Bryson’s Web site brags that he is “is the UK’s biggest selling non-fiction author since official records began.” Born in Iowa, Bryson spent the majority of his life living and writing in the United Kingdom (apart from a brief stint in New Hampshire in the 90s). He has written 17 books on travel, the English language, and science, including “The Lost Continent” and “A Short History of Nearly Everything,” which won the Aventis Prize for Science Books as well as the Descartes Science Communication Prize. They’re awards justly won: Who besides Bryson (and Mel Brooks) can tackle the history of the world with such awesome wit?


Edward Hirsch

Edward Hirsch credits Emily Bronte for his love of poetry. He holds a Ph.D. in folklore from the University of Pennsylvania. His books and essays have received a slew of awards, including the Lavan Younger Poets Award, the National Book Critics Circle Award, and the William Riley Parker Prize from the Modern Language Association, among others. Hirsch is a poetry columnist for the Washington Post Book World and president of the John Simon Guggenheim Memorial Foundation.

Jill McDonough

A poet with work in The Threepenny Review, The New Republic, and Slate, among others, Jill McDonough is an adjunct English professor who teaches creative writing to incarcerated college students through Boston University’s Prison Education Program. Her first full-length book of poetry, “Habeas Corpus,” was published in 2008.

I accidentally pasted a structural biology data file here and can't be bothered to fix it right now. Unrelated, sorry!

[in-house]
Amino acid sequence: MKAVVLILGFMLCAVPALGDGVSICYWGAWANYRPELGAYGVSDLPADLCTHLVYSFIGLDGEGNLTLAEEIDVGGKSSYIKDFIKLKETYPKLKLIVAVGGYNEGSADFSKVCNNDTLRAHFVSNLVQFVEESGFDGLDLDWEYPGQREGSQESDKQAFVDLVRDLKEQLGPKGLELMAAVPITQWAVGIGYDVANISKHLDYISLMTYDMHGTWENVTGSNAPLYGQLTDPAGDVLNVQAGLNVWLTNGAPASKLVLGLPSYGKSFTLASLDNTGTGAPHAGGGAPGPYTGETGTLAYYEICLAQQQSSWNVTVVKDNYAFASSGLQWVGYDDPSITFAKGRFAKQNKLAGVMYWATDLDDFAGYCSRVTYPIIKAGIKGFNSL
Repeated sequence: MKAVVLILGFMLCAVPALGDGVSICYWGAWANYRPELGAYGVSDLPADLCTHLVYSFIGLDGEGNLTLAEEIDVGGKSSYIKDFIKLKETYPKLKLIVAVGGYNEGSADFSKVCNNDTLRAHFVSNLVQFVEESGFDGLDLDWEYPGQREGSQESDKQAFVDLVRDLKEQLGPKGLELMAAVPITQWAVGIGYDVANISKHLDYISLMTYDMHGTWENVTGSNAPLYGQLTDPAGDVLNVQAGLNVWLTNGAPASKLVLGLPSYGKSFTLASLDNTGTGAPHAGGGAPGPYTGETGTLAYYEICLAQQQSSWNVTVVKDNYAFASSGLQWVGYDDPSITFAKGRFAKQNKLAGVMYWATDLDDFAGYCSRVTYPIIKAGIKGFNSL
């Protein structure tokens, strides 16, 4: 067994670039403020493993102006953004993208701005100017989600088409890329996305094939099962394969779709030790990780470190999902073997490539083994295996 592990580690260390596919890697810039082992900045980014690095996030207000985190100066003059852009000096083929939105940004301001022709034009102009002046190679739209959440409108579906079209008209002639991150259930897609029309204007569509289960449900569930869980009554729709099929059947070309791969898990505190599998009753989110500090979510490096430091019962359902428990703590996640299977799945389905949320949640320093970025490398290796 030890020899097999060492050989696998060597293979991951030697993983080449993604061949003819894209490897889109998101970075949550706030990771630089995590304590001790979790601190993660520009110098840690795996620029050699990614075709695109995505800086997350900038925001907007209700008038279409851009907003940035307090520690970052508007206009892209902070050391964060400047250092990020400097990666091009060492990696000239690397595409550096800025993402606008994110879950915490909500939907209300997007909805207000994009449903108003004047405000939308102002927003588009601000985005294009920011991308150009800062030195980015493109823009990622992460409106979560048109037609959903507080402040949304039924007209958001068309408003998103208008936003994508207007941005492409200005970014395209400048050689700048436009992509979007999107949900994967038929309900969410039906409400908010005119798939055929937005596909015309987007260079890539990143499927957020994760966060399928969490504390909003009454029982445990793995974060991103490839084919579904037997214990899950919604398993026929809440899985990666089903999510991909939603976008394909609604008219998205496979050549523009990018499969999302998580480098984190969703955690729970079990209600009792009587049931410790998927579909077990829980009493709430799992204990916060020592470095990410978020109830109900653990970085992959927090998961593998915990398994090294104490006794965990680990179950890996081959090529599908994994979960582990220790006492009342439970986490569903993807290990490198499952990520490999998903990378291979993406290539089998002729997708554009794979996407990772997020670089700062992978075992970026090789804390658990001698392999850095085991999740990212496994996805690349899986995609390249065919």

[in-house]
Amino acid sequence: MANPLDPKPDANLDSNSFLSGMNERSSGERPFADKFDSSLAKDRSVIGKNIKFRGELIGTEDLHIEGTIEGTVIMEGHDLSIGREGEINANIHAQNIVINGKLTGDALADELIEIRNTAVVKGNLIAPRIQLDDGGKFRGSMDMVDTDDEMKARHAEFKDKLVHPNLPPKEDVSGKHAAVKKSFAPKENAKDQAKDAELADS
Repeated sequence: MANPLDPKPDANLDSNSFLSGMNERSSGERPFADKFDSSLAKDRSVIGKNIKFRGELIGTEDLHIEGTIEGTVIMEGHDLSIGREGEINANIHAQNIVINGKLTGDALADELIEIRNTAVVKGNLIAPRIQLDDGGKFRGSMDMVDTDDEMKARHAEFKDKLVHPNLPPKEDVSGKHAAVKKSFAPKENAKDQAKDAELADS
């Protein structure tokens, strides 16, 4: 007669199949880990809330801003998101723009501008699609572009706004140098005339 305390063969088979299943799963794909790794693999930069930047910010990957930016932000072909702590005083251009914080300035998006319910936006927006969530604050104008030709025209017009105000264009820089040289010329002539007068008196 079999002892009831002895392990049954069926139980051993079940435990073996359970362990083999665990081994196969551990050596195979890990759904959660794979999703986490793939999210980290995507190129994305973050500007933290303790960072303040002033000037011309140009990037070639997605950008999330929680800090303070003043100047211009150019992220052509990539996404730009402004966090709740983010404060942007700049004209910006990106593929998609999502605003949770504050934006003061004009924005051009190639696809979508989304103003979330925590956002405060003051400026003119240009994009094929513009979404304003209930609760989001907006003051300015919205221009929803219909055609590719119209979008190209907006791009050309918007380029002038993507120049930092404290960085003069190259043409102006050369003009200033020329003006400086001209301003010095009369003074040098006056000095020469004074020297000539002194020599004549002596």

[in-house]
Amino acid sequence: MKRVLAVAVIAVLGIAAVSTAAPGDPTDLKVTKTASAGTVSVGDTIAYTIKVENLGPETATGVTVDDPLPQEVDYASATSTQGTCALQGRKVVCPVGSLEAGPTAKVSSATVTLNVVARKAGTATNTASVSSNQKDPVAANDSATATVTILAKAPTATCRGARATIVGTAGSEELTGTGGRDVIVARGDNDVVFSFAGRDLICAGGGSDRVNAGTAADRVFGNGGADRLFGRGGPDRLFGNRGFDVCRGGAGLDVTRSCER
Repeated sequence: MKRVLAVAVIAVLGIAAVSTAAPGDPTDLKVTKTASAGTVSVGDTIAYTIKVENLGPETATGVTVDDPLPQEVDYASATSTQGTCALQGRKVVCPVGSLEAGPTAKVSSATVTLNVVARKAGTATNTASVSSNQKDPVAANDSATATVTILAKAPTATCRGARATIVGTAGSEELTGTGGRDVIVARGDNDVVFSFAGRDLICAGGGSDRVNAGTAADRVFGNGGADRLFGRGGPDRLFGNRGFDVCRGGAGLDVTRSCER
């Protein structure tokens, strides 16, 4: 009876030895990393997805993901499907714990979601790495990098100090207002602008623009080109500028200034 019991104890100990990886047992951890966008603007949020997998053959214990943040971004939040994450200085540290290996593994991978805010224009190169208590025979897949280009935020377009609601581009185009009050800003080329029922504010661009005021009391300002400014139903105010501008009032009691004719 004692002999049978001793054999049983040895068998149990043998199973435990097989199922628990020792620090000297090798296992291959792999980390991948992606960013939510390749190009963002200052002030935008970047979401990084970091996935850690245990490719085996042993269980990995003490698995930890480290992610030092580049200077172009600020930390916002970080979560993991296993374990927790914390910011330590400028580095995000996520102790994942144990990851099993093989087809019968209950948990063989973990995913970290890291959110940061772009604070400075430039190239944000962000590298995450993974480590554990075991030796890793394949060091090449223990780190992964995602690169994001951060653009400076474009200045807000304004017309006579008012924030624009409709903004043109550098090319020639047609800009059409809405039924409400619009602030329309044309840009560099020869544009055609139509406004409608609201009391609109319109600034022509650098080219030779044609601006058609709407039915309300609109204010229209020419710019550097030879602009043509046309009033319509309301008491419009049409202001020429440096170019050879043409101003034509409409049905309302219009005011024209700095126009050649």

Kevin Young

Publisher’s Weekly has stated that, “In just ten years since his debut, Young has become a leading poet of his generation.” Kevin Young has published six books of poetry, including March 2010’s “The Art of Losing: Poems of Grief and Healing.” He is a professor of creative writing and English and curator of Literary Collections and the Raymond Danowski Poetry Library at Emory University.

All of the Above

Joyce Carol Oates

Joyce Carol Oates is one of the most celebrated fiction writers of our time. She’s written novels for adults, young adults, and children; short stories; poetry; drama; essays and non-fiction; and has edited nearly 20 anthologies on various subjects, including H.P. Lovecraft, mother-daughter fiction, and cats. Her latest award is the Fernanda Pivano Award for American Literature, but that doesn’t even scratch the surface of her achievements. She’s lived in New York, Wisconsin, Michigan (she calls Detroit her “great subject”), and New Jersey, and it’s up to us to give her a warm welcome in Boston.

In addition, the panelists and moderators for the day’s events include some familiar names in the publishing and media worlds, including Helene Atwan, the director of Beacon Press; Peter Kadzis, Executive Editor at the “Boston Phoenix”; Tom Ashbrook, journalist and host of National Public Radio and WBUR’s “On Point”; Alan Dershowitz, Harvard University law professor, writer, and winner of the William O. Douglas First Amendment Award for his human rights advocacy; and Faith Salie, radio host (or, you might remember her as Sarina Douglas on Star Trek: Deep Space Nine). The events schedule and specific locations will be announced after Labor Day.

A full list of attending authors and media experts, with bios, is available here.

About The Author

Jess Huckins is a Blast correspondent